Drawing Inhabitation

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Sharing a Sinhalese meal - the pleasure and exchanges in conversation can be seen in the marks and entanglement of lines.

Investigating the marks of activity, the traces of time and the flow of intensities, this thesis seeks to capture the liveliness of social bodies, and proposes the development of an architectural character based on the record and history of activity and occupation.

This design thesis begins with inhabitation. Observation, participation in, and recording the gatherings of the Sri Lankan Buddhist community informs the design of a community pavilion, which then feeds back into inhabitation, giving community rituals a sense of importance and becoming conducive to the experience. This is a kind of Post Occupancy Evaluation, however not through deploying what is typically a quantitative or data gathering method. Rather the atmospheric, aesthetic and immersive qualities of the events are valued over the measured and rational as a driver for design.

Here, recording becomes integral to the design process – its qualitative remnants create a visual vocabulary to produce an architecture that embodies the same energy that moves within and through it. Recording includes: collaborative memory drawings with my mother, impressions of a Sinhalese meal, drawings of the accurate movement of bodies within the subjective experience of the events, time-lapse photography and modelling.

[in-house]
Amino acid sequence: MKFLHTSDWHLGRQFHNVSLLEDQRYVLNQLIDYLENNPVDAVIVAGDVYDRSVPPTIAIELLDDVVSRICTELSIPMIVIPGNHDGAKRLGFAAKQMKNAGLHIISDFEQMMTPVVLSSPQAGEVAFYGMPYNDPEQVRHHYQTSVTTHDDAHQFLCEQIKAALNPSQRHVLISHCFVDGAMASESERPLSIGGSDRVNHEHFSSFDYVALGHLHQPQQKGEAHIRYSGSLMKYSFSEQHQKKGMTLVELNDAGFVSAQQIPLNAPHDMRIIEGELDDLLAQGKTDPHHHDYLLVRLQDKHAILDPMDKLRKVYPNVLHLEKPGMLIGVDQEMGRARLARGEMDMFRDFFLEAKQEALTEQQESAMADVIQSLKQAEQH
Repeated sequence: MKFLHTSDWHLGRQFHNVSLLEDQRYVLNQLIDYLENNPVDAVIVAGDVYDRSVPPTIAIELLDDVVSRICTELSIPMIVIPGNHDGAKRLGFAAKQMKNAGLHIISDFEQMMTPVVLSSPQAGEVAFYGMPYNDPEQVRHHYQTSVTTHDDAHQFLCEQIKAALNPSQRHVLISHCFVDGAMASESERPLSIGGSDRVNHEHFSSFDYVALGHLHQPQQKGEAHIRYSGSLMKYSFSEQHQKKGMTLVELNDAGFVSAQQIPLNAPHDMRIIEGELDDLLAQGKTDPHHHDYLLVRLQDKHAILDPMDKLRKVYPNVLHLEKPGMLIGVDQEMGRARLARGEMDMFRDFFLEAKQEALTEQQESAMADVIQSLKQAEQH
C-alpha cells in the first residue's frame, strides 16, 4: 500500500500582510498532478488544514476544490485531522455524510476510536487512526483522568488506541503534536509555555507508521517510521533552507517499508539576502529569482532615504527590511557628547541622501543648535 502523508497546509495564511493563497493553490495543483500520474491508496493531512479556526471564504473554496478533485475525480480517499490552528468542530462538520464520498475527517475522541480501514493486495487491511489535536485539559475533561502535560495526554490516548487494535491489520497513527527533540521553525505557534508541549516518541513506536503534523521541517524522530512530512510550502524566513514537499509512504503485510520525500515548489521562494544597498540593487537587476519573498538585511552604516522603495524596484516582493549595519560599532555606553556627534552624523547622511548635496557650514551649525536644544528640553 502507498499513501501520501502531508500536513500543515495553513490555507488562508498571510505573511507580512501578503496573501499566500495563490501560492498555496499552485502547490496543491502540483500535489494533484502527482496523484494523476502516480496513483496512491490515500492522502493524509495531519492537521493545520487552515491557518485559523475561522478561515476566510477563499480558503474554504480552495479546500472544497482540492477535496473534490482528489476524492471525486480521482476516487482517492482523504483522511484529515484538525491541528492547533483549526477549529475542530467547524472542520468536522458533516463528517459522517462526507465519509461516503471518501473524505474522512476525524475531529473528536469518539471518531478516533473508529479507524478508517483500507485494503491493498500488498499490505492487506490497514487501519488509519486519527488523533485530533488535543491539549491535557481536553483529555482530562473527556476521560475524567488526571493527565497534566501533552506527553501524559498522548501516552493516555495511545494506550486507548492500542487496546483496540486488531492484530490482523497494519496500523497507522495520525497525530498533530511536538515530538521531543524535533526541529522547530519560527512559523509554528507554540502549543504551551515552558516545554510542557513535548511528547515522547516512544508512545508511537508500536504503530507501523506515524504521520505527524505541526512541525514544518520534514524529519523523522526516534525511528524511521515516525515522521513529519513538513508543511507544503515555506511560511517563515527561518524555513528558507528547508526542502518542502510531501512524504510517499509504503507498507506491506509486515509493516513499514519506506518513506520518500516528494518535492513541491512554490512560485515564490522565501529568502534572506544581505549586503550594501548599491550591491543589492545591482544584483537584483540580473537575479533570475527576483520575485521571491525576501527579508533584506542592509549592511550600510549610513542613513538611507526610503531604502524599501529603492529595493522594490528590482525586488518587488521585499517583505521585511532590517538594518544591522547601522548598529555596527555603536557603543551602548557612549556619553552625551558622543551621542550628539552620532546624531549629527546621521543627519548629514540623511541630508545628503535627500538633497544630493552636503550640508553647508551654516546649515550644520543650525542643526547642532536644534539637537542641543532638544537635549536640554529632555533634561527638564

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The visible remnants - imprints of a shared meal on a table cloth, caught by soft graphite.
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Series of event recordings capturing a field of blurred white in the Poson Festival (above) and the vibrant, bustling atmosphere of the Dansala event (right). Spatial qualities of the recordings are materialised into models to create a tectonic language.

Developed from this methodology, this thesis proposes an architecture that balances between blurred space and refined geometry, enabling the underlying structure to disappear and the busyness, liveliness and exchange of the gatherings to be revealed. Through the aesthetic conditions of blurred and luminous space, this thesis asserts the belief that activity leaves a trace on architecture, as opposed to the modernist narrative, which emphasises the treatment of architecture as a neutral object. In its wider context, an ancient Sinhalese monastic aesthetic is woven through the work, informing the geometry, the proportions and the pavilion’s siting in Potters Park.  


By recording the inhabitation of communities, this thesis distills something that is often overlooked, and uses this knowledge to inform new design work. It adopts atmospheric and aesthetic qualities of the gatherings and makes them tangible, which allows the architectural exploration of a blurred spatial condition, geometry, a field of white, colour and shadow.

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